You will get the most use out of Spark when using it on top of a cluster manager as it’s really all about parallel computing. Spark has its own standalone cluster manager, it also works with Hadoop Yarn, and Apache Mesos. Unfortunately, they only work on Linux. There are other guides on how to use Yarn, and Mesos, but using Spark’s standalone cluster manager serves the purpose of this post. There are shell scripts which come in the Spark folder for starting Spark master and worker nodes, for starting up a server which can be connected to via JDBC (Java Database Connectivity), and other useful operations, but they’re only written for Linux. In Windows, it can be a little bit trickier, or at least a little bit more of a manual process.
As it states in the documentation on the Spark site for Windows, you will need to start the spark master and worker nodes by hand, as opposed to having a script do the work for you. Firstly, you need to have Spark installed, as described above, on all the machines you want to use with Spark. You will need to make sure that the machines you are looking to link can communicate with each other across a network, and there are no firewall interference’s. Then you need to use the command line of the machine you wish to use as the master node. On that machine, navigate to c:\spark\bin and run:
This will start the master node, and give you the IP and port information – spark://IP:PORT – when you check the spark UI at localhost:8080. Using the IP and port information, you can then start as many worker nodes as you wish by entering the below command in the command lines of the target machines:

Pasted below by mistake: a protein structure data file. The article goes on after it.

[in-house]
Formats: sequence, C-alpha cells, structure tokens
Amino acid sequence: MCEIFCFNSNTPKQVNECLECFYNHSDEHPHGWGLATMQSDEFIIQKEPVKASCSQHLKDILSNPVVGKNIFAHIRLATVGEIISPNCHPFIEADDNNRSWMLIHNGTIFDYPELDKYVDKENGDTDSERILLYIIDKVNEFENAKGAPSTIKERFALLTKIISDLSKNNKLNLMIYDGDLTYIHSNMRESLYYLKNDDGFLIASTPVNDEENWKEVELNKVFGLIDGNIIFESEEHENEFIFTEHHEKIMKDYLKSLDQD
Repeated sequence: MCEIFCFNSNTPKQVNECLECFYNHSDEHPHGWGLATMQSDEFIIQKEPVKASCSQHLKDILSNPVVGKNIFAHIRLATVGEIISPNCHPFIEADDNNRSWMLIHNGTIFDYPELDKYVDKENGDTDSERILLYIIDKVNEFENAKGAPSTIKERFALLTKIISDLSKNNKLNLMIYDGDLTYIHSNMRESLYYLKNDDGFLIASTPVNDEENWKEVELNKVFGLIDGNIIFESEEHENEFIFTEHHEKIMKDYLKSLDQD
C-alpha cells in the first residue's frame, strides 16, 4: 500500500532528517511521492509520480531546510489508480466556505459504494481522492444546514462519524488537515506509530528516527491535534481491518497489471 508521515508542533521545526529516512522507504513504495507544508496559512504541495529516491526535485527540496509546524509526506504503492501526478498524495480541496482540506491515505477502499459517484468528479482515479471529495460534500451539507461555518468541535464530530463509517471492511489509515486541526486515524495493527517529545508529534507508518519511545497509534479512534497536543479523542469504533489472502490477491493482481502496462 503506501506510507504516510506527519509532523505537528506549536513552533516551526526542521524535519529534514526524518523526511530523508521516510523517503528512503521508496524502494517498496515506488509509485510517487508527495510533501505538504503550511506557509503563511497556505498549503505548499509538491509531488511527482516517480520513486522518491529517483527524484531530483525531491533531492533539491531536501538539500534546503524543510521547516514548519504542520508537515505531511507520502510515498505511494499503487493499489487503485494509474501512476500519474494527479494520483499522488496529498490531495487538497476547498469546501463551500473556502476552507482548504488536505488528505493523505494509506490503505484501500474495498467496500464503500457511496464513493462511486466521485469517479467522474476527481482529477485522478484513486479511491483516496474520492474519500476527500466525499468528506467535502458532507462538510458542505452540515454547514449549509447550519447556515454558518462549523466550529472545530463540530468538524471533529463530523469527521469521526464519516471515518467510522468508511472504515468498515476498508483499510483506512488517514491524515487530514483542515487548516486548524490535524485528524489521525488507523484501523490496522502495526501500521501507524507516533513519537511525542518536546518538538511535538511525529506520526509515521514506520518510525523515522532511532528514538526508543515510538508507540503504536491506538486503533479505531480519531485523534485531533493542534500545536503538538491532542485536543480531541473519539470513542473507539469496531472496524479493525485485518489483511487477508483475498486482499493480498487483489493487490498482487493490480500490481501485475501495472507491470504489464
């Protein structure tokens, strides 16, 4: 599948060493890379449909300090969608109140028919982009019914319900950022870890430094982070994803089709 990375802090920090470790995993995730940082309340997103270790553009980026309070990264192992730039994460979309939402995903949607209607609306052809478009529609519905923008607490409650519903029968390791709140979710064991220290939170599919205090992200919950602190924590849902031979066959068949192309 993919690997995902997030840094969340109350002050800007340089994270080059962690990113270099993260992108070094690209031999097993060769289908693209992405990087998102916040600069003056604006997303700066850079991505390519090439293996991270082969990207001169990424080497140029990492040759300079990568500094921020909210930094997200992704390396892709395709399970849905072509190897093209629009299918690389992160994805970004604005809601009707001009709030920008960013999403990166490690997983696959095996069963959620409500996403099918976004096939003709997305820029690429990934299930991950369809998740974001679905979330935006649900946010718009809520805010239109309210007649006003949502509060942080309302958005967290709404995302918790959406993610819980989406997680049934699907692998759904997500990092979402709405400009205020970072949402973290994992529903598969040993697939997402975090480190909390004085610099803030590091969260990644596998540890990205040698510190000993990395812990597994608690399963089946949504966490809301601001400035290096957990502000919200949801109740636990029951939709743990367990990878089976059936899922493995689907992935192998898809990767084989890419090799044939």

spark-class org.apache.spark.deploy.worker.Worker spark://IP:PORT
There is only a need to start one node per machine.
Once your cluster is up and running, you can launch your driver application on it by entering the IP and Port details of your master node as you start your spark-shell:
spark-shell –master spark://IP:PORT
For the purposes of this post, I started both the master and the worker nodes on my machine. Looking at the Spark UI after starting the application, I can see that I have one worker available to my master node, and there is one application running:
To have a cluster you need at least one master node and one worker node. The only advantage of “running a cluster” on a local machine rather than just running spark in local mode as shown above, is that with a cluster I can specify the number of executors I would like to use. An executor is specific to an application, and is responsible for the execution of tasks. It is optimal to have no more than 4 or 5 cores per executor. There is no performance improvement in doing this on a single machine instead of running in local mode, but it is good to know the steps because these are required should you wish to work with an actual cluster of machines. In spark-shell it is possible to specify the number of cores I would like per executor, because there are 8 cores, I will get 2 executors. I could also specify –num-executors 2.
spark-shell –master spark://XXX.XXX.X.X:7077 –executor-cores 4
The above screenshot shows that I have 4 cores per executor, and the driver executor. The driver program is always the master node for the spark application, as such, we can be assured that the other two executors are residing on the one worker node which I have started also. In a real cluster situation where you are dealing with at least two separate machines, one master and one worker, you would need to have at least one core available for the driver, which is the default configuration. As it stands on the one machine, Spark will take resources from elsewhere as it needs.
In my next post we can begin to answer the question; can Spark be used to beat a Tableau Extract?